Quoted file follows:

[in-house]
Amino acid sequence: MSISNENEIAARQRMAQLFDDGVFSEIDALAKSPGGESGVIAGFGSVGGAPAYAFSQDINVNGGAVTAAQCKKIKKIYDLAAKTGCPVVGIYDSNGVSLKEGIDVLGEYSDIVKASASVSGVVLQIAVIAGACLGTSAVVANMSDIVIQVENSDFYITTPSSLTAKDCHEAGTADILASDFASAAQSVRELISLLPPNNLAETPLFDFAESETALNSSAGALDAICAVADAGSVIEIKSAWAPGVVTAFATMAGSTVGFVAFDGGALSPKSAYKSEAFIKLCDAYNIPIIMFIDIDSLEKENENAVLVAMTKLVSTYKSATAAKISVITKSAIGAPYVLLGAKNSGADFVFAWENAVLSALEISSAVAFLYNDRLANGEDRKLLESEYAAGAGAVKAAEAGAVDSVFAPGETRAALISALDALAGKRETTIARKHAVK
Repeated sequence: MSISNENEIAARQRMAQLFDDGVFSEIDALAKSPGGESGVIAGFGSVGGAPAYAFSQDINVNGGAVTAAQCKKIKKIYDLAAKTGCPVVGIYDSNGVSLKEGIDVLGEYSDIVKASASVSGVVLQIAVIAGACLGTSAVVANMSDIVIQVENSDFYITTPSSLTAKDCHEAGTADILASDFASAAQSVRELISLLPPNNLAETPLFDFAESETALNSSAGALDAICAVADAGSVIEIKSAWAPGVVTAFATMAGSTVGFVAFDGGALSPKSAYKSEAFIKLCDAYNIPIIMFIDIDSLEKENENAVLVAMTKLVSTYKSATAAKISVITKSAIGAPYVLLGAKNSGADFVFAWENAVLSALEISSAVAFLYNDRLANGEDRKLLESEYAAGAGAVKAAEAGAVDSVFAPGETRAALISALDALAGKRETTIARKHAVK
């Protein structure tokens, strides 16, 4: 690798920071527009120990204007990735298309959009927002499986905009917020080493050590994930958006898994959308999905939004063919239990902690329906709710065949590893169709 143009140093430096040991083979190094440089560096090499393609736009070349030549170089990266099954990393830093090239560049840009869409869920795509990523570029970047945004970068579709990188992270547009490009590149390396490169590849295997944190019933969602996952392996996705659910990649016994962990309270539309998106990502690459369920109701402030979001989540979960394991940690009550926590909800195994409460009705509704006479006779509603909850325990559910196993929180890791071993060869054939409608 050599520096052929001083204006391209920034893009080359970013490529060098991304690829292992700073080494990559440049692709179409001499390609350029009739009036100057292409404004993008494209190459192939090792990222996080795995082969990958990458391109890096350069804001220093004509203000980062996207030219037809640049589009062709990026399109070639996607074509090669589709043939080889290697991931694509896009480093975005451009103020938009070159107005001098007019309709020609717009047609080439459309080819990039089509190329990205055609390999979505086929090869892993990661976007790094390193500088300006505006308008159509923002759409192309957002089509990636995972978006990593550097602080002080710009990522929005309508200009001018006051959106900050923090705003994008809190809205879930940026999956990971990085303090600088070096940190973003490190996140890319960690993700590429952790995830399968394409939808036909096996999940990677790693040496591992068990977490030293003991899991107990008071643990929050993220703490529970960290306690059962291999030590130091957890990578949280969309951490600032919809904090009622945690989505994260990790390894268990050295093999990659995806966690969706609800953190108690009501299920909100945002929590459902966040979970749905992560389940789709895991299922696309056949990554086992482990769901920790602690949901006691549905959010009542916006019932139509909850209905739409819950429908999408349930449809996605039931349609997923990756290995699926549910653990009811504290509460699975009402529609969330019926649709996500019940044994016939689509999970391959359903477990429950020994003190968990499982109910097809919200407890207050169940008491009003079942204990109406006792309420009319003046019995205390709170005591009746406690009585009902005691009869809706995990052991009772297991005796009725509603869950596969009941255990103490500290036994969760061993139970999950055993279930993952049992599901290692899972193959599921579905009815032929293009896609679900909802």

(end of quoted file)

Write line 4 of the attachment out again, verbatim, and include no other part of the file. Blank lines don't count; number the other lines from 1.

């Protein structure tokens, strides 16, 4: 690798920071527009120990204007990735298309959009927002499986905009917020080493050590994930958006898994959308999905939004063919239990902690329906709710065949590893169709 143009140093430096040991083979190094440089560096090499393609736009070349030549170089990266099954990393830093090239560049840009869409869920795509990523570029970047945004970068579709990188992270547009490009590149390396490169590849295997944190019933969602996952392996996705659910990649016994962990309270539309998106990502690459369920109701402030979001989540979960394991940690009550926590909800195994409460009705509704006479006779509603909850325990559910196993929180890791071993060869054939409608 050599520096052929001083204006391209920034893009080359970013490529060098991304690829292992700073080494990559440049692709179409001499390609350029009739009036100057292409404004993008494209190459192939090792990222996080795995082969990958990458391109890096350069804001220093004509203000980062996207030219037809640049589009062709990026399109070639996607074509090669589709043939080889290697991931694509896009480093975005451009103020938009070159107005001098007019309709020609717009047609080439459309080819990039089509190329990205055609390999979505086929090869892993990661976007790094390193500088300006505006308008159509923002759409192309957002089509990636995972978006990593550097602080002080710009990522929005309508200009001018006051959106900050923090705003994008809190809205879930940026999956990971990085303090600088070096940190973003490190996140890319960690993700590429952790995830399968394409939808036909096996999940990677790693040496591992068990977490030293003991899991107990008071643990929050993220703490529970960290306690059962291999030590130091957890990578949280969309951490600032919809904090009622945690989505994260990790390894268990050295093999990659995806966690969706609800953190108690009501299920909100945002929590459902966040979970749905992560389940789709895991299922696309056949990554086992482990769901920790602690949901006691549905959010009542916006019932139509909850209905739409819950429908999408349930449809996605039931349609997923990756290995699926549910653990009811504290509460699975009402529609969330019926649709996500019940044994016939689509999970391959359903477990429950020994003190968990499982109910097809919200407890207050169940008491009003079942204990109406006792309420009319003046019995205390709170005591009746406690009585009902005691009869809706995990052991009772297991005796009725509603869950596969009941255990103490500290036994969760061993139970999950055993279930993952049992599901290692899972193959599921579905009815032929293009896609679900909802």